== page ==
Around the time J. Cole's debut mixtape "The Come Up" was released in 2007, 50 Cent explained his choice not to sign the artist. During an appearance on The Breakfast Club on Friday, the Queens native was questioned by Charlamagne Tha God about why he neglected the future Dreamville rapper, who approached his house and played him tracks before creating a career for himself in the late '00s (August 12).
50 stated that he did not believe there was a large enough market at the time for a "conscious" rapper like J. Cole, referencing the popularity of the more neighborhood tunes he and G-Unit were recording.
"That was much too early, bro..."
To me, J. Cole, Kendrick Lamar… These artists existed early on when I fell in love with Hip Hop, but it was Talib Kweli, it was Mos Def, it was A Tribe Called Quest, it was Common Sense.”
“As dope as they are, it’s smarter rap, smarter music. The logic is: ‘sit down, be humble.’ We supposed to already know to sit down and be humble. But when they put that there, it’s almost the conscious side of it.”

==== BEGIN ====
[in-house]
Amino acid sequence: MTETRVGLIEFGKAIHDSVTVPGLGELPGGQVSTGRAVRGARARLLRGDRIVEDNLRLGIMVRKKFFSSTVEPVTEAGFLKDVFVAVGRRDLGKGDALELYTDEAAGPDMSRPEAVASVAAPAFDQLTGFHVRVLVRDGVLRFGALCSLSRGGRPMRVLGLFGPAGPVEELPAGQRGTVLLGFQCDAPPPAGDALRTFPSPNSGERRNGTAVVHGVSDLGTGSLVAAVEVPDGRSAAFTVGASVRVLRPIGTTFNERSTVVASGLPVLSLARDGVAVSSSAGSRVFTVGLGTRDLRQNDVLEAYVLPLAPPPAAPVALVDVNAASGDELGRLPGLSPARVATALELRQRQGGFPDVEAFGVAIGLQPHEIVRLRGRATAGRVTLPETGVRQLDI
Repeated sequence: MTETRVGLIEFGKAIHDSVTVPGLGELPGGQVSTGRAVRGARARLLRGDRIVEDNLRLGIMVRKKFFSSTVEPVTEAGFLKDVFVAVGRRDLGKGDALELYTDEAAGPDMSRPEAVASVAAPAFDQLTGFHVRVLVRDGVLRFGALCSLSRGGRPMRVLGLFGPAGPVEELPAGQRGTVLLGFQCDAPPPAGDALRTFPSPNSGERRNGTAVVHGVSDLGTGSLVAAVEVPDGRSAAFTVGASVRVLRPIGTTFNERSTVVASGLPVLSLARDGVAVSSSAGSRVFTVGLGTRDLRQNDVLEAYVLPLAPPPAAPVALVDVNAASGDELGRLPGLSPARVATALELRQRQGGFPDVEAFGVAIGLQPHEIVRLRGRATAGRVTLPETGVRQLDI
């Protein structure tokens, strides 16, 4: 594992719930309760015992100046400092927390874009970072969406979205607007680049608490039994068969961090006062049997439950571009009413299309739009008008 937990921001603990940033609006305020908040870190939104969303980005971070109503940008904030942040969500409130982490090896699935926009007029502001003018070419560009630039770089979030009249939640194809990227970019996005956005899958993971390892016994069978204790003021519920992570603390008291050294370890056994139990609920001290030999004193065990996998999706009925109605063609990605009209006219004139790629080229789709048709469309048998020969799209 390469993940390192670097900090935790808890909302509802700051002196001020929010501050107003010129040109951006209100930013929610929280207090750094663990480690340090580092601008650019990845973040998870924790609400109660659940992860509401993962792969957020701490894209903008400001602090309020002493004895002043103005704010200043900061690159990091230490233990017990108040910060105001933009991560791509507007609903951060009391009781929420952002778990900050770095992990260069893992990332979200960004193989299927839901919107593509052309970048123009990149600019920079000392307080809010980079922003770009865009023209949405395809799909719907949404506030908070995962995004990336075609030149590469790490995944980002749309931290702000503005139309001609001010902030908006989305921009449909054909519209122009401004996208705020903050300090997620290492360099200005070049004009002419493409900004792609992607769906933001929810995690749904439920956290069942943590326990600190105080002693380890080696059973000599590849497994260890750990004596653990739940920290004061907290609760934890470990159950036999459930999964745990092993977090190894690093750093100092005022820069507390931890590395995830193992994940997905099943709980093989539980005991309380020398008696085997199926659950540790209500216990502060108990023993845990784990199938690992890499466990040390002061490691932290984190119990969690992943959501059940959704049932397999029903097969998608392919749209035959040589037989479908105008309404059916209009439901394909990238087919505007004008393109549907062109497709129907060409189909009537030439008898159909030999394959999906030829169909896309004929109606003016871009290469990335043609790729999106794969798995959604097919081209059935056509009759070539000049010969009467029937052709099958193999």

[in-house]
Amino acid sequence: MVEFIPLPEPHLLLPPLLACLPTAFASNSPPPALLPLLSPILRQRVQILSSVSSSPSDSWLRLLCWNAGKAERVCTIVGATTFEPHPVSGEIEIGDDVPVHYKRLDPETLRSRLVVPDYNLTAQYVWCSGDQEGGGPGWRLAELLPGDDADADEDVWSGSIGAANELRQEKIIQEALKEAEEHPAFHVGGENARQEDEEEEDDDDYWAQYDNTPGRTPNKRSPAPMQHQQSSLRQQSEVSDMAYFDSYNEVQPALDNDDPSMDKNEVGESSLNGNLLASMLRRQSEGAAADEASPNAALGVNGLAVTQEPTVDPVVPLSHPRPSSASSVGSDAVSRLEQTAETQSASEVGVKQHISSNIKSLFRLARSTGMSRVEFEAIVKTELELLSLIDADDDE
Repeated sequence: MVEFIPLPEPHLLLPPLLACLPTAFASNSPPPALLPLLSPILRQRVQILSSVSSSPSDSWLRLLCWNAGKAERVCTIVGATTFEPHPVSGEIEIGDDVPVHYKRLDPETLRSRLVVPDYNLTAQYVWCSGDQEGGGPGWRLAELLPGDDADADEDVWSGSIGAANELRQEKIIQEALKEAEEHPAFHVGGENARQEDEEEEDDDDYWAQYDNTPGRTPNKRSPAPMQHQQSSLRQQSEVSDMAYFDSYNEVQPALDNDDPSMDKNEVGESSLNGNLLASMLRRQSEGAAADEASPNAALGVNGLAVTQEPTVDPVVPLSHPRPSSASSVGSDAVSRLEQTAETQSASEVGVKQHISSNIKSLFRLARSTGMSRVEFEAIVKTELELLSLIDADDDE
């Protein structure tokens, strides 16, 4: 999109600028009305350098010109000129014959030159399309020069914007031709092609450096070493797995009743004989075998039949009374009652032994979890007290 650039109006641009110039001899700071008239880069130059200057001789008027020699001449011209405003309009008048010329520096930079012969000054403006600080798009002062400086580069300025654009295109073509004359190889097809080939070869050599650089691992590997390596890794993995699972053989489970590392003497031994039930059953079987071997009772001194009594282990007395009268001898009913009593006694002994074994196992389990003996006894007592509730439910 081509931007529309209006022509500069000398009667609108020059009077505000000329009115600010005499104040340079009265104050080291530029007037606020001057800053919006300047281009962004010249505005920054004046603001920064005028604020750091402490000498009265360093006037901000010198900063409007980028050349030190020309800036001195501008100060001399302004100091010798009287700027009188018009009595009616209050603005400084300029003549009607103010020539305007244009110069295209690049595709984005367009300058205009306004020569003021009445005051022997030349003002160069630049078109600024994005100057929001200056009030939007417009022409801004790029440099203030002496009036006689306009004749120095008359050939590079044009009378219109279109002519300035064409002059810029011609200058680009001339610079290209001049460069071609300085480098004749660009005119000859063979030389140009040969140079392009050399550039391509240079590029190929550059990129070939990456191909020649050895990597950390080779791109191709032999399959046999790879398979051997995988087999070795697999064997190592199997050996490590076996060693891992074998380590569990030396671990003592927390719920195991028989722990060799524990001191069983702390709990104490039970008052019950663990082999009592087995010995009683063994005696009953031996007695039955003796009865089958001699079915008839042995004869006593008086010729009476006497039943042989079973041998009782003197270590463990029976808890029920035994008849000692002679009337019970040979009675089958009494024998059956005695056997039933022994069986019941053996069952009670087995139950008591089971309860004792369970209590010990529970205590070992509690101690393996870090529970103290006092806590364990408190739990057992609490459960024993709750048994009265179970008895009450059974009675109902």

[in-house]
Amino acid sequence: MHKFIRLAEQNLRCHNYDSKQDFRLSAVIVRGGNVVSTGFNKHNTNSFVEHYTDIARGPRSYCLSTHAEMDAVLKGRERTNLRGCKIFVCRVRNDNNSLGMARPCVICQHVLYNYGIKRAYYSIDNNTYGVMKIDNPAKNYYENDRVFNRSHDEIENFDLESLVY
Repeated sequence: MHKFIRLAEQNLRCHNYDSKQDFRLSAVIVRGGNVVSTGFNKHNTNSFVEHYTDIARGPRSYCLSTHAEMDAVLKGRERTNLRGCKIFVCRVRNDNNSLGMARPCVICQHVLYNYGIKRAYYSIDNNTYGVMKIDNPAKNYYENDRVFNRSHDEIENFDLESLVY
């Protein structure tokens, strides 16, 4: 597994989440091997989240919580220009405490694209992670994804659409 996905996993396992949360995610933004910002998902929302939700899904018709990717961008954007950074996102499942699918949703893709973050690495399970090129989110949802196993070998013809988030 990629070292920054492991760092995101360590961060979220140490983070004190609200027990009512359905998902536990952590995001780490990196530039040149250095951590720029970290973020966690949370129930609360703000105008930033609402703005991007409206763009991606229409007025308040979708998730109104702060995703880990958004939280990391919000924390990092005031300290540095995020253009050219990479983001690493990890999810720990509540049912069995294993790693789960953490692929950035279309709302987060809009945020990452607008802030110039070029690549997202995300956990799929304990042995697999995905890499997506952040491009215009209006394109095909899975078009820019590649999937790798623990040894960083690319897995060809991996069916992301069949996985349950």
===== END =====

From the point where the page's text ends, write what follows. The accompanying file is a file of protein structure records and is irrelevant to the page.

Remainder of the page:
He added: “I’m like, Yo, it was cool, but I didn’t really know if everybody was ready for it because of how strong they were embracing what we were doing.”
Even while 50 thought Cole's music was "great," he wasn't sure if audiences at the time were "ready" for a more "conscious" rapper. Tony Yayo, a close friend of Fif's, said last month that he was on the verge of signing the Fayetteville native before Jay-Z brought him to Roc Nation. Cole paid them a visit to 50's home in Connecticut, where he played "Simba" from The Come Up, he revealed.
JAY-Z, a former adversary of 50 Cent, capitalized on his squandered opportunity in 2009 by signing J. Cole to his fledgling Roc Nation label. The North Carolina native collaborated with 50 on the song "New York Times," which appeared on his second album Born Sinner in 2013.
Tony Yayo remembered taking a young Cole to 50’s residence where he played him songs from his 2007 mixtape The Come Up during a recent conversation with VladTV.
“I was on J. Cole early,” Yayo said. “When J. Cole was in 50’s crib, he was in the basement playing ‘Simba’ and all that, before he was signed with Jay.”
“TBT Overseas with J. cole it’s crazy he was at @50cent crib playing Simba I knew he was going to blow before Jay signed em,” he wrote in the caption while sharing a photo of him stood next to Cole.
“If the Label let me do the A&r work Cole, DannyBrown, and a couple other mainstream artist would have been on the Unit.”